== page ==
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Federal Agencies Asked to Delay Keystone Over Pipeline Safety Issues

Exxon pipeline spill in Mayflower, Ark. illustrates concerns outlined in 54-page petition that EPA and PHMSA must now respond to.

Apr 1, 2013
ExxonMobil's Pegasus Pipeline ruptures in Arkansas

A petition filed with federal agencies last week by a coalition led by the National Wildlife Federation is demanding a moratorium on pending tar sands pipelines—including the Keystone XL—until regulators establish new rules to ensure their safety.

As if to illustrate the dangers outlined in the petition, Exxon's Pegasus pipeline that carries Canadian diluted bitumen, or dilbit, on Friday spilled in central Arkansas, releasing an estimated 84,000 gallons of the crude within about 45 minutes before the release was stopped, according to local sources.

Filed on behalf of 29 environmental and community groups and 36 individuals, the petition includes a list of nine policy recommendations for the safe transport of dilbit, a type of crude oil produced from Canada's oil sands region.

"Simply put, diluted bitumen and conventional crude oil are not the same substance," the petitioners wrote. "There is increasing evidence that the transport of diluted bitumen is putting America's public safety at risk. Current regulations fail to protect the public against those risks. Instead, regulations ... treat diluted bitumen and conventional crude the same."

The rules proposed by the petitioners cover pipeline safety, leak prevention and oil spill response, issues InsideClimate News has been covering closely in the wake of the million-gallon dilbit spill in Michigan's Kalamazoo River that occurred in July 2010.

As an award-winning ICN investigation reported last year, the ruptured dilbit pipeline posed unique challenges and left a mess unlike anything the U.S. Environmental Protection Agency had ever faced.

Dilbit is a mixture of heavy bitumen and diluents—light hydrocarbons used to thin the bitumen so it can flow through pipelines. While most conventional crude oils will float on water, the bitumen began sinking into the river as the diluents evaporated, leaving a sludge of submerged oil that defied traditional cleanup methods.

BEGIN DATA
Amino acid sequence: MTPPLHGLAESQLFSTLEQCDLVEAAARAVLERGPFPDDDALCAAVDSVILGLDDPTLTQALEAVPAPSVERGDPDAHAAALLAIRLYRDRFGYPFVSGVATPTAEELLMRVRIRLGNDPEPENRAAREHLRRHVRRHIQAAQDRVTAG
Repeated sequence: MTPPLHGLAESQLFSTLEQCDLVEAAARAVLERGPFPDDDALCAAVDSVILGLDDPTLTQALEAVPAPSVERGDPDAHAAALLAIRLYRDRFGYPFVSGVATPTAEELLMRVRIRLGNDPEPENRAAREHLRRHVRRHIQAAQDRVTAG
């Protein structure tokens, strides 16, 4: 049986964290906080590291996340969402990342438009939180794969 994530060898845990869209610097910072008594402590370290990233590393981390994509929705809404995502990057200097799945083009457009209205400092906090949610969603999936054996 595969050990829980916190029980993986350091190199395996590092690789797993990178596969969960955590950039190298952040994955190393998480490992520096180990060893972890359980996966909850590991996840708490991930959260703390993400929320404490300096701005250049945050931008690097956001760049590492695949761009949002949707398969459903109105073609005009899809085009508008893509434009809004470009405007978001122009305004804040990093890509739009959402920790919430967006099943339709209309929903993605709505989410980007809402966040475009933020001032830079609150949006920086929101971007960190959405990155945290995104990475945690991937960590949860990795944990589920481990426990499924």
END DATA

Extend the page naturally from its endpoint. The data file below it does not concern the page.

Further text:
Earlier this month, the EPA ordered Enbridge, Inc., the Canadian company that owns the pipeline, to dredge sunken oil from the riverbed. The cleanup has cost more than $820 million to date and could top $1 billion once the order is carried out.


Go to Our News Center for Full & Expert Coverage of the Exxon Oil Spill in Arkansas


The section of the pipeline involved in Friday's spill in Arkansas was originally built in the 1940s, according to an Exxon spokesperson. The full length of the pipline was used to transport crude oil from Nederland, Texas north to Patoka, Illinois. After lying mostly idle for four years, the pipeline's flow was reversed in 2006 to carry Canadian dilbit to Gulf Coast refineries. Exxon said the reversal was an industry first, and that it required 240,000 man-hours of work to accomplish.

In 2009, Exxon increased the line's capacity by 50 percent to more than 90,000 barrels a day by reactivating and enhancing pumping stations to push more dilbit through the 20-inch line. The company said it also installed new leak detection technology. The pipeline was shut down for maintenance work between Dec. 6 and 17 last year.

The repurposing and reversal of pipelines is an option industry is exercising with greater frequency to transport dilbit out of landlocked Alberta to refineries and export hubs as quickly as possible to keep up with booming production.

Nature of Dilbit Debated

"Diluted bitumen from Western Canada is no different than conventional crude," a spokesman for the American Petroleum Institute said. "A different set of rules for diluted bitumen are not necessary and do nothing to improve pipeline safety."

According to federal legislation from 1980, dilbit is not considered to be crude oil and is exempt from an 8-cent-per-barrel tax that helps to support the Oil Spill Liability Trust Fund tapped during spill emergencies.

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